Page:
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Democrat presidential candidate Sen. Elizabeth Warren’s (D-MA) son-in-law, with whom she is close, has troubling ties to the Iranian regime, according to a new book by Peter Schweizer.
The book, Profiles in Corruption, reveals progressive leaders’ little-known ties to corrupt businesses and governments and discusses the Massachusetts senator in a chapter.
The chapter details the business deals of Warren’s son-in-law, Sushil Tyagi, who is married to her daughter, Amelia. Tyagi was born in India but moved to the United States, where he met Amelia while they were both pursuing MBAs at Wharton Business School.
Warren and Tyagi are close. She attended his brother’s wedding in India, recounting it in her memoir. She and her husband Bruce Mann in December 2009 served as witnesses for a power of attorney corporate document he filed in India.
Since his marriage into the Warren family, Tyagi “has been involved in a series of curious—even troubling—business ventures around the world,” Schweizer writes.
Tyagi runs Tricolor Films, and in 2008, produced a film called The Song of Sparrows, directed by Iranian filmmaker Majid Majidi.
The film was described as Majidi’s “most religious” and is about a man who is fired from his job on an ostrich farm, moves to the big city and becomes a motorcycle taxi driver, and soon becomes consumed with his passengers’ lives and is swept up in a world of greed. It is his family that help him restore his “caring and generous nature,” according to a film synopsis.
Tyagi was listed as the film’s sole producer on a New York Times page, in credits which have now been deleted. A look back at the page’s archive revealed that the film was funded by the Iranian government agency that is overseen by Iranian propagandists.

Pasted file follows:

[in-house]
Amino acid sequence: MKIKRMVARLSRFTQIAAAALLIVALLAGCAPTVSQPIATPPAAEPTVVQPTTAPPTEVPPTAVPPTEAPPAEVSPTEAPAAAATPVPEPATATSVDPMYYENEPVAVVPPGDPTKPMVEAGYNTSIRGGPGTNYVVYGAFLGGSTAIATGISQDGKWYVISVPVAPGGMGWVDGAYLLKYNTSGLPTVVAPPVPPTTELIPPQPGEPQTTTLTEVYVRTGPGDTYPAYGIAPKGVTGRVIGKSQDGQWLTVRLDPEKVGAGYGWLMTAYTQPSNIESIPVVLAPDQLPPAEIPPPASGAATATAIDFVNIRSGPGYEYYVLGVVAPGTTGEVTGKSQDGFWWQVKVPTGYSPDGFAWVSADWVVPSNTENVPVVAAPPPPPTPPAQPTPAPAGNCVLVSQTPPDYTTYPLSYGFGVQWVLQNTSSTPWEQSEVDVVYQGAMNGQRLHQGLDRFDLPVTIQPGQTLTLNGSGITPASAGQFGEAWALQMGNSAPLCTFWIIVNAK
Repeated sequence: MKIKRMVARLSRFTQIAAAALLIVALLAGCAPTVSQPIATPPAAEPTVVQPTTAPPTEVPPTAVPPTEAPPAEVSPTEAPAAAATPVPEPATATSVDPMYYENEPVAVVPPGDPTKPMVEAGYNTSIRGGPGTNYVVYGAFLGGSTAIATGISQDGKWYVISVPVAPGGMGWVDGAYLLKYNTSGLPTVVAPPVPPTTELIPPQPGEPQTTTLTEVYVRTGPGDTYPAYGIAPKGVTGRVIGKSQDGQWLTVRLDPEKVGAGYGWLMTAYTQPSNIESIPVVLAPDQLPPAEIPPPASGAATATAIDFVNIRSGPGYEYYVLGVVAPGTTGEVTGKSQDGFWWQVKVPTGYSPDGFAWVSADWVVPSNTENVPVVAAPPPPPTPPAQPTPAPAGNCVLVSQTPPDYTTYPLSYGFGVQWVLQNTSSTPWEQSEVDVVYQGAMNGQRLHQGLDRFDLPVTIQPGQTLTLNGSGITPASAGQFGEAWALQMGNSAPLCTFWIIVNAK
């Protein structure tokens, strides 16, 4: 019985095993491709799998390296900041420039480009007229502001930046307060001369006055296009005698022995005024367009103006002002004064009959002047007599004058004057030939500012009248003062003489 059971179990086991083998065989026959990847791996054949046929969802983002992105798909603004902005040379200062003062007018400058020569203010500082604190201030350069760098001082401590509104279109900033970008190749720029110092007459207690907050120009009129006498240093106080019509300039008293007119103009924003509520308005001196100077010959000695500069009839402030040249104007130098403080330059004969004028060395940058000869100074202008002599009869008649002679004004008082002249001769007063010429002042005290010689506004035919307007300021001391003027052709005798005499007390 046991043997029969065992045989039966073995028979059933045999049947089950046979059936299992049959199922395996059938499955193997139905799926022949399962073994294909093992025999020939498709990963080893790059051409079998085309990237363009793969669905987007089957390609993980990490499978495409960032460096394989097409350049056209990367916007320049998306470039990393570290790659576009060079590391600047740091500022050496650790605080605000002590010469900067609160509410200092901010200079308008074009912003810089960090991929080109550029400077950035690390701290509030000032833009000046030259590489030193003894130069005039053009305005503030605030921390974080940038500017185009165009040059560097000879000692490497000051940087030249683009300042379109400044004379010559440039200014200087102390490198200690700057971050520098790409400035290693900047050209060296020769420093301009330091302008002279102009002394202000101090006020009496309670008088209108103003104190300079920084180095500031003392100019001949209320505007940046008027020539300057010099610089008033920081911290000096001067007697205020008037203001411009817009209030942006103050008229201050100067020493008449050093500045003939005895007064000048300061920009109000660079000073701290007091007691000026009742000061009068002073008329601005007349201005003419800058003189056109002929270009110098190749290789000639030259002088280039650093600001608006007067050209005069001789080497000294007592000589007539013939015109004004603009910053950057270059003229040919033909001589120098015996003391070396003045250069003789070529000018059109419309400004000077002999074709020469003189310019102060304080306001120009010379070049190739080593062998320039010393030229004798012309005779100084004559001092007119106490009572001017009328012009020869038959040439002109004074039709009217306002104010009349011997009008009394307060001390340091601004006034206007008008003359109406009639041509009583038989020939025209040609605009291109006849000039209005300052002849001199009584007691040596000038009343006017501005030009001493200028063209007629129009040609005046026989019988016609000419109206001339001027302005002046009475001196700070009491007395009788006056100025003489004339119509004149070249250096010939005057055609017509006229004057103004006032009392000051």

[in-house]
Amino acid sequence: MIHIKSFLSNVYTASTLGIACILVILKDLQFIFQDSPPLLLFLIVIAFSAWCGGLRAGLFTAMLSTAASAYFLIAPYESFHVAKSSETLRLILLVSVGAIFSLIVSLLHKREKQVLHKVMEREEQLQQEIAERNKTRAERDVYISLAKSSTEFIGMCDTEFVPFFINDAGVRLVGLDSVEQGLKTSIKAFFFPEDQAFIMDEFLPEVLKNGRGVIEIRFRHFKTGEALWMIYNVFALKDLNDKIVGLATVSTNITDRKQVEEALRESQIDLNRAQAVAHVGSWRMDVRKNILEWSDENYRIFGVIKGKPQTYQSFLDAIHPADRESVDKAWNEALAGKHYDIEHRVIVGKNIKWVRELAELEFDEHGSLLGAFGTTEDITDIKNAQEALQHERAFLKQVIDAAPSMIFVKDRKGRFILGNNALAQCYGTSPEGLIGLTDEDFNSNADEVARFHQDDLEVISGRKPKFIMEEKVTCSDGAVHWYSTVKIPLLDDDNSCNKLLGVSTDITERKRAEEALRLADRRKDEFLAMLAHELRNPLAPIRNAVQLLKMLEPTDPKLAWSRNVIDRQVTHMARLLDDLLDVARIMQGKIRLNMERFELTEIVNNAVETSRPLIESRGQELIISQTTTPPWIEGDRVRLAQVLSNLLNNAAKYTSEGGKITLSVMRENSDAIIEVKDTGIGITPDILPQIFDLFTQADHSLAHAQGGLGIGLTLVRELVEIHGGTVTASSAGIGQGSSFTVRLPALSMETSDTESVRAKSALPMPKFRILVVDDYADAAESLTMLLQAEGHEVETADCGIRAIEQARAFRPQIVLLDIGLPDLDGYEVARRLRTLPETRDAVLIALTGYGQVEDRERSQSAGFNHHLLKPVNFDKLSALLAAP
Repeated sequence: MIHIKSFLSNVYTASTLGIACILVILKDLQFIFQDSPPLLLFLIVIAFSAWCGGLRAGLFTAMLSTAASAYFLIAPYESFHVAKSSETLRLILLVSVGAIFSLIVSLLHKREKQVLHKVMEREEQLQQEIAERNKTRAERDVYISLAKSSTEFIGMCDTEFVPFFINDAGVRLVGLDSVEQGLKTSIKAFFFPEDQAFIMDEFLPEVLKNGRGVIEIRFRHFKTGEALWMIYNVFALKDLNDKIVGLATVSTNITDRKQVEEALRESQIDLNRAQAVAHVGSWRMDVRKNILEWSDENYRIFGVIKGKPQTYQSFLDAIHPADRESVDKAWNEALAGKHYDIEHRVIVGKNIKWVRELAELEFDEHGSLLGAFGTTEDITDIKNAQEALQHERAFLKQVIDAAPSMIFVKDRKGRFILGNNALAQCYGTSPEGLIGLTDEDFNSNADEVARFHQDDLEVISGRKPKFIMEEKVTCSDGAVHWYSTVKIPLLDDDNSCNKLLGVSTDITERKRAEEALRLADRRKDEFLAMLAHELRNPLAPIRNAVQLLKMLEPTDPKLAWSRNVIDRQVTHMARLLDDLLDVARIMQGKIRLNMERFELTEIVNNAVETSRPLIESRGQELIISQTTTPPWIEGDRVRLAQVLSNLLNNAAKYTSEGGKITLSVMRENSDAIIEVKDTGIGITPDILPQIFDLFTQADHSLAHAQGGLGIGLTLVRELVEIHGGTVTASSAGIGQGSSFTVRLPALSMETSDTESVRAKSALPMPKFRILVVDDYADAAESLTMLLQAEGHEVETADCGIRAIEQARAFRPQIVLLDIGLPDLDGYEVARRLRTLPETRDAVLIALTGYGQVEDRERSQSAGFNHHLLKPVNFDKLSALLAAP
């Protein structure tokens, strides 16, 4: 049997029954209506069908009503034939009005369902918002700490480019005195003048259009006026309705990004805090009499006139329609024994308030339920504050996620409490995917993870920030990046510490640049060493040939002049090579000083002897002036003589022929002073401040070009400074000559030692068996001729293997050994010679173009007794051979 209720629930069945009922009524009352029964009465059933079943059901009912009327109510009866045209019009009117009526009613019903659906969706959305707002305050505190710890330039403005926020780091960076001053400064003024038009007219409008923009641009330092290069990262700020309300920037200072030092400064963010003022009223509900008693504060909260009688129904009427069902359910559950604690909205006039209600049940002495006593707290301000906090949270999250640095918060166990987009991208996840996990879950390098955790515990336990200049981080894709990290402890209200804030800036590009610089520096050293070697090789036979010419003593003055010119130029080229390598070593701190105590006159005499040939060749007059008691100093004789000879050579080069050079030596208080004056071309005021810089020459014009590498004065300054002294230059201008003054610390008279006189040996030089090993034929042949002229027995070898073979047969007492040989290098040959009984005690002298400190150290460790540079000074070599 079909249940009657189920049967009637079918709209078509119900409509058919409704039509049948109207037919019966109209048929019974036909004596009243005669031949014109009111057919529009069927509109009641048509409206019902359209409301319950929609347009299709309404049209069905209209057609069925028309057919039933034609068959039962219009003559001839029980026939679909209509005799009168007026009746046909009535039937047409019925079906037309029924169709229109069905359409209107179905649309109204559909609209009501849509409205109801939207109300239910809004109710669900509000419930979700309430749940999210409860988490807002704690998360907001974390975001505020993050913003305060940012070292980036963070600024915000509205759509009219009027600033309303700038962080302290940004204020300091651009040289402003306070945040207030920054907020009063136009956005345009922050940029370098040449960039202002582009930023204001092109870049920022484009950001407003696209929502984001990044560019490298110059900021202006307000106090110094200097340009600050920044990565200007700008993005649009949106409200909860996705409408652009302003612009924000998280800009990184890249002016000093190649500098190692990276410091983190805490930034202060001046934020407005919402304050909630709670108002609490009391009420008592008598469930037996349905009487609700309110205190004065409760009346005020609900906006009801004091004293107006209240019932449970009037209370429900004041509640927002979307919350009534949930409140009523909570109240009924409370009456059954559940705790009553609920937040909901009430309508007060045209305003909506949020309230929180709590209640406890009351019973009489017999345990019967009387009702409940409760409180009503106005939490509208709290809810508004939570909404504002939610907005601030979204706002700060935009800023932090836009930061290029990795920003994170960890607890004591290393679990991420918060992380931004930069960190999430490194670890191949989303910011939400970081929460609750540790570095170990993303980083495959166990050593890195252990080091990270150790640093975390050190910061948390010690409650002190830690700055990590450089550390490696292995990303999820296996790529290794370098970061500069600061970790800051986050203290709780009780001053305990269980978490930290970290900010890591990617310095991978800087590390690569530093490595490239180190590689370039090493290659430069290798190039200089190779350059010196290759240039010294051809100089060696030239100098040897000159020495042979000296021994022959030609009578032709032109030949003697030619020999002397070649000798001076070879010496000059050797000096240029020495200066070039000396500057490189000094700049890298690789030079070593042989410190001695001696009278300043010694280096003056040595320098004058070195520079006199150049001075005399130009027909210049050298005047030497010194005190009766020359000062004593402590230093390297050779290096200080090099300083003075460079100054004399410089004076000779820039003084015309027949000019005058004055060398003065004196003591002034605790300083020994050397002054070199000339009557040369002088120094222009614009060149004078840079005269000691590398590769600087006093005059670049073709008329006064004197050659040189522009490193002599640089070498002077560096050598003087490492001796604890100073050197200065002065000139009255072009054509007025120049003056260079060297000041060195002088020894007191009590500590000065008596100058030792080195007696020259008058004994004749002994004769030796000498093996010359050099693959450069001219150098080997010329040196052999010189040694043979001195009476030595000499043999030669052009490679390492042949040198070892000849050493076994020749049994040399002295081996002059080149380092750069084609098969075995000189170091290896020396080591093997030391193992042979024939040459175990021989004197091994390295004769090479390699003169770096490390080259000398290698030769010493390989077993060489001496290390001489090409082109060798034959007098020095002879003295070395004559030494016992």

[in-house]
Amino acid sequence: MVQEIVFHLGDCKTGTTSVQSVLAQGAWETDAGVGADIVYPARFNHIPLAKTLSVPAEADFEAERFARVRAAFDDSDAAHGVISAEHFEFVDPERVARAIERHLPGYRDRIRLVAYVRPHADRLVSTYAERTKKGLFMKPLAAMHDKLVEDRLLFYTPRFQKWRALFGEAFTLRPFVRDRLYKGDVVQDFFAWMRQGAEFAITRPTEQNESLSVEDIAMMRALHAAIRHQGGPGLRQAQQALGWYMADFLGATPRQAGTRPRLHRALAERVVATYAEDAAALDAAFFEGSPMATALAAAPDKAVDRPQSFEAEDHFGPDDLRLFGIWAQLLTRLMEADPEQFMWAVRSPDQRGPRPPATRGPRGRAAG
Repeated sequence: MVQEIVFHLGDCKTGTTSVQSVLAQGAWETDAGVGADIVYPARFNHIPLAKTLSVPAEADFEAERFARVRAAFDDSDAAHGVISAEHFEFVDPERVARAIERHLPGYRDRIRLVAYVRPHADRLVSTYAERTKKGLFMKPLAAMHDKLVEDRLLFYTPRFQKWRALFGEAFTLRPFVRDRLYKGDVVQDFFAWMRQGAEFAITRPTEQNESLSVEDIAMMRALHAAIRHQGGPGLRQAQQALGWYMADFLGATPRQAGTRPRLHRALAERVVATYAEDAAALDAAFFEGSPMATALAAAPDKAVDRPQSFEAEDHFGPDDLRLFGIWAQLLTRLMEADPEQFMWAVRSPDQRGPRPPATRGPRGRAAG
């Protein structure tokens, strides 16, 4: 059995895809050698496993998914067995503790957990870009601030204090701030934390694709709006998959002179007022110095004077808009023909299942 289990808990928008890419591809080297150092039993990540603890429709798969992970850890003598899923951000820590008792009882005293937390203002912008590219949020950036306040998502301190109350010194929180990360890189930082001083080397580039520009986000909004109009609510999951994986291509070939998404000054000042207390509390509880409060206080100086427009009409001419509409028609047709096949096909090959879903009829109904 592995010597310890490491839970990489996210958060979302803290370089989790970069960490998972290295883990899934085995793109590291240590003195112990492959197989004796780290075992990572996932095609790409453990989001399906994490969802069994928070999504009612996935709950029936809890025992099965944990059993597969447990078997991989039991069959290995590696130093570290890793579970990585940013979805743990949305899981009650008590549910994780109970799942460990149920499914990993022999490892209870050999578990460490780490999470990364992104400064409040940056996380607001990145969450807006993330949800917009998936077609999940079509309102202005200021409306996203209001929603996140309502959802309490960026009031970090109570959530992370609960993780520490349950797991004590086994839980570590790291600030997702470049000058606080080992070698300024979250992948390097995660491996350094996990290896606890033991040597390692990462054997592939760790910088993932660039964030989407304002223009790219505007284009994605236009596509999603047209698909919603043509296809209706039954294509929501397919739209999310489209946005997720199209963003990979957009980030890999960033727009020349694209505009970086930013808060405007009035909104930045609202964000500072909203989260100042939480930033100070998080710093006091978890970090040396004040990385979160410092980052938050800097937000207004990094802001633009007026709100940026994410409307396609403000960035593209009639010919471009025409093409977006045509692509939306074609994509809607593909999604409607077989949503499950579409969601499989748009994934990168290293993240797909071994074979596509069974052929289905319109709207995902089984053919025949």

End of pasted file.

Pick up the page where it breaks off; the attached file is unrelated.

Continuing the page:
The full credits of the film, for some reason, seem to also have been scrubbed from the internet. We obtained a copy by using the Wayback machine and made a startling discovery: the movie’s chief investors included none other than the social deputy of the State Welfare Organization (SWO) of Iran (SWO-“معاونت اجتماعی سازمان بهزیستی کشور”) as well as the Cultural and Artistic Organization of Tehran. (“سازمان فرهنگی و هنری شهرداری تهران”)
These two investors in the film might appear at first glance to be innocuous cultural organizations—but they are not. Both are funded and controlled by the Islamist Iranian government.
The Cultural and Artistic Organization of Tehran states: “This organization was founded in 1996 and [does] its activities under the supervision of a board of trustees composed of various cultural institutions such as IRIB and Islamic propaganda organization.”
The Cultural and Artistic Organization of Tehran’s page promotes cultural events such as one for school children entitled “The Seal of Hostages,” attended by several top Iranian officials, according to the book.
Another event is the inherently antisemitic Quds Day on the last day of Ramadan. The organization also arranges marches, as well as organizes posters and other materials, for Quds Day. Its site says, “A new plan for the destruction of Israel will be launched, and the Quds Cultural Radio station will be located at the Radio Station. Also, the ‘I love the fight against Israel’ is distributed among the people.”
Schweizer notes, “Quds Day typically features massive crowds organized by the Iranian government chanting ‘death to America’ and burning effigies, with full media coverage.”
He writes Tyagi’s The Song of Sparrows has film credits that read like “who’s who of prominent Iranian government institutions.” For example, there is a thank-you to the “Iranian Revolutionary Guards Air Force.”
This was during a time of heightened U.S.-Iran tensions, when Washington had accused Iran of assisting in the killing of five American soldiers based in Iraq, and the then-Iranian President Mahmoud Ahmadinejad had repeatedly threatened that the United States, which he declared a “satanic power,” and warned that Israel would disappear from the face of the earth.
Tyagi also produced another film by Majid Majidi, but even less information is available about this film, Schweizer writes.
According to the book, a now deleted Web page describes Tyagi’s production company this way:
Leveraging their relationships with studio executives, access to top creative talent, and the high-level support that they enjoy from numerous foreign governments, this Los Angeles–based production company is developing a number of major international-themed projects for feature films, television, and interactive media.
“It is not known what foreign governments those might involve beyond Iran. Why the website was shut down is also unknown,” the book says.